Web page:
1. Remove butter block from the refrigerator. Place dough on a lightly floured work surface with a short end nearest you. Place butter block on the bottom two-thirds of dough (closer to you). Fold the top, butterless third down over the center third. Fold the bottom third of dough and butter up over the rest (as if folding a letter into thirds). Wrap dough tightly in parchment paper or a kitchen towel. Place on a baking sheet and freeze for 25 minutes. If you need to let it rest longer, move it to the refrigerator.

2. Perform a single turn: Unwrap dough and place on a lightly floured surface. Lightly pound dough with a rolling pin, starting from the center and working outward in both directions; start with the rolling pin parallel to the long side and repeat with it parallel to the short side. Flip dough and repeat. Once dough and butter have softened (if you press your finger into the dough, the butter block underneath it should not feel hard or provide much resistance, roll dough into a 12-by-16-inch rectangle, slowly and lightly so that the butter won’t break. Fold dough into thirds like a letter. Wrap tightly and return to the freezer to rest for 25 minutes.

3. Repeat the single turn (step 2) twice more, for a total of 3 single turns. After the last fold, rest in the freezer for 25 minutes. Move to the refrigerator and rest for an additional 35 minutes.

Storage
Croissant dough can be stored at various stages during folding, forming, and proofing. Make sure that it is always covered with a kitchen towel or tightly wrapped in parchment paper when storing.

Before folding: Store the dough alone, before it and the butter block have been folded together.
Refrigerator: 1 day.
After folding: Store after the dough and butter block have been folded 3 times. Refrigerator: 1 day. Freezer: 1 week.

After shaping: Refrigerator: 1 day. Freezer: 1 month.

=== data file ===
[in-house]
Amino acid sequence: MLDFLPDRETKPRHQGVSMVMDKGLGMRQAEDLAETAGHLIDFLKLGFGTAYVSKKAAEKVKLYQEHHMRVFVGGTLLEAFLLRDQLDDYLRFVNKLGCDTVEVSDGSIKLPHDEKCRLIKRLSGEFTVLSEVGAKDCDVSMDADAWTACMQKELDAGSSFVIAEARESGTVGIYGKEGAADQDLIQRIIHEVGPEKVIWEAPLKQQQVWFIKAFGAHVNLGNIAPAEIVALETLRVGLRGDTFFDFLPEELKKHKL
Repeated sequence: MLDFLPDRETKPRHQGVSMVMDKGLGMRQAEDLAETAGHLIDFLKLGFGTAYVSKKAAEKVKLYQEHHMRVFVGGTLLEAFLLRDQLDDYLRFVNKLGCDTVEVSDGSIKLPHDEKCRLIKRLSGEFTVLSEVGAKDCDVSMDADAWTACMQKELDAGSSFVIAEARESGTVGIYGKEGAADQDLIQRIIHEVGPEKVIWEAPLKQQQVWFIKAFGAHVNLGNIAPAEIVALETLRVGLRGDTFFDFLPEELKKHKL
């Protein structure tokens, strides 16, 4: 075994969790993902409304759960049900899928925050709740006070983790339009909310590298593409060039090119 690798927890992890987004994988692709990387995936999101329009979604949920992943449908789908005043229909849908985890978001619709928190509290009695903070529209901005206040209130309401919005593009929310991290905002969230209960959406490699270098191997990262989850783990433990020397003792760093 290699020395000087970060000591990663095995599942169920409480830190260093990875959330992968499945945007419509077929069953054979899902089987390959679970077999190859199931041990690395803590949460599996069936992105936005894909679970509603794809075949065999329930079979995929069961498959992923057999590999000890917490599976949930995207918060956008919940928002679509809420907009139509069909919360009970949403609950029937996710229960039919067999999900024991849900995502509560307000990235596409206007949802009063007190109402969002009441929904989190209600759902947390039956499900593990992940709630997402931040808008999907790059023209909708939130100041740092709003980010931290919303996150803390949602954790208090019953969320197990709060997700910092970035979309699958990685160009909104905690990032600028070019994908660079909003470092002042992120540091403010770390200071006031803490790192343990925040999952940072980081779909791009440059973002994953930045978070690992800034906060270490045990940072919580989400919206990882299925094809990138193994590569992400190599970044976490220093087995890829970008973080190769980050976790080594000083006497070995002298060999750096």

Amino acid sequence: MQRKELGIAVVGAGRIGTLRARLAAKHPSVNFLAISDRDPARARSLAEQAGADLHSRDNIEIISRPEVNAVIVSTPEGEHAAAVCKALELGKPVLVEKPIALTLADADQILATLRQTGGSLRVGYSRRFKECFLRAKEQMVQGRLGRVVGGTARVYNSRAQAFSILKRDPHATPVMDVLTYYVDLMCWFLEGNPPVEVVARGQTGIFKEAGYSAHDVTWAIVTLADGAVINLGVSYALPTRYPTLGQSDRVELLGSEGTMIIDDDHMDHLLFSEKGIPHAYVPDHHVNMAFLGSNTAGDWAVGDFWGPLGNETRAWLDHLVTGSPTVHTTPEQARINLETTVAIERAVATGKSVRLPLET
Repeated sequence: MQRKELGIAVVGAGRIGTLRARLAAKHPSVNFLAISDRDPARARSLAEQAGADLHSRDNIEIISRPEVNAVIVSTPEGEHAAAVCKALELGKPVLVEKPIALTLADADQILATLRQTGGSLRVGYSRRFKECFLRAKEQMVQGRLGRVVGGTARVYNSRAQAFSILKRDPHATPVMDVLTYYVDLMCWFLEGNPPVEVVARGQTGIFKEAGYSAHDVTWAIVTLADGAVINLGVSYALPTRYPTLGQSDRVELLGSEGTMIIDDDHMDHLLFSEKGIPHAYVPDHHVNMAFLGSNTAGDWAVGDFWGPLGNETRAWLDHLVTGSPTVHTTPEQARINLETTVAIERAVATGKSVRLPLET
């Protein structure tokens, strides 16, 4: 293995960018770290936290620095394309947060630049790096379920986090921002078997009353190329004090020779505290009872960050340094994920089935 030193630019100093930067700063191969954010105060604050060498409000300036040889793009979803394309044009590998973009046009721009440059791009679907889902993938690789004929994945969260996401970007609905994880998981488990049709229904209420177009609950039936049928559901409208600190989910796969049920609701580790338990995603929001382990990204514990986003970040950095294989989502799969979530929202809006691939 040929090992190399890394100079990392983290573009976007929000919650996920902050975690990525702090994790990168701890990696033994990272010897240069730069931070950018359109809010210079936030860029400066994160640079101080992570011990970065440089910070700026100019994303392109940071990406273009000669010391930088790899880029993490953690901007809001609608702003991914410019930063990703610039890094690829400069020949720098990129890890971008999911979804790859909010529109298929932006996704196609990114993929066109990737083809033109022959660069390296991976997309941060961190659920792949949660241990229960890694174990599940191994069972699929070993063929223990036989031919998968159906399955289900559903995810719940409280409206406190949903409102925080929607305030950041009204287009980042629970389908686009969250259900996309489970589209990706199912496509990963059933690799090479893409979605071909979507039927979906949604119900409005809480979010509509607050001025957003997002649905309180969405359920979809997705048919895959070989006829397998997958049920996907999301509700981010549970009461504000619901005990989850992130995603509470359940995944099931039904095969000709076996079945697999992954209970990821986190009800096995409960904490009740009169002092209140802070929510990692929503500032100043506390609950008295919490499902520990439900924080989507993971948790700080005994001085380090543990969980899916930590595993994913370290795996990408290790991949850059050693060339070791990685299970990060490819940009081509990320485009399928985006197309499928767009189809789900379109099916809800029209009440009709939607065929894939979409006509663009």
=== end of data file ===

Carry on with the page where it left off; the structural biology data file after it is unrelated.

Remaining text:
Croissant diagramClassic Butter Croissants

Yield: 7 croissants
Prep Time: 8 hours
Bake Time: 50 minutes

3 pounds prepared Croissant Dough
1 egg, beaten (egg wash)

1. Shape dough into croissants (see diagram). Place on a baking sheet, evenly spaced so that they aren’t touching, with the pointed ends underneath. Let rise in a proof box or bag, spraying a light mist of water over them with a spray bottle every hour. Let rise for about 4 hours, until doubled in size and very soft. Pressing the dough should make a small indention that will not fill in.

2. Position a rack in the center of the oven and preheat oven to 450°F. Brush croissants with egg wash. (If you prefer your croissants lighter in color, brush with beaten egg whites only, rather than an egg wash made from a whole egg.) Place baking sheet in oven and reduce heat to 425°F. Bake for 10 minutes, rotate the pan, and reduce heat to 375°F. Bake for another 35 to 40 minutes, until croissants have dark brown, glossy crusts, feel very light, and, if turned over, appear dry.

3. Let croissants cool on the baking sheet until they can be handled. Transfer to a cooling rack and let cool completely before serving.

Excerpted from Making Dough: Recipes and Ratios for Perfect Pastries by Russell van Kraayenburg. Reprinted with permission from Quirk Books.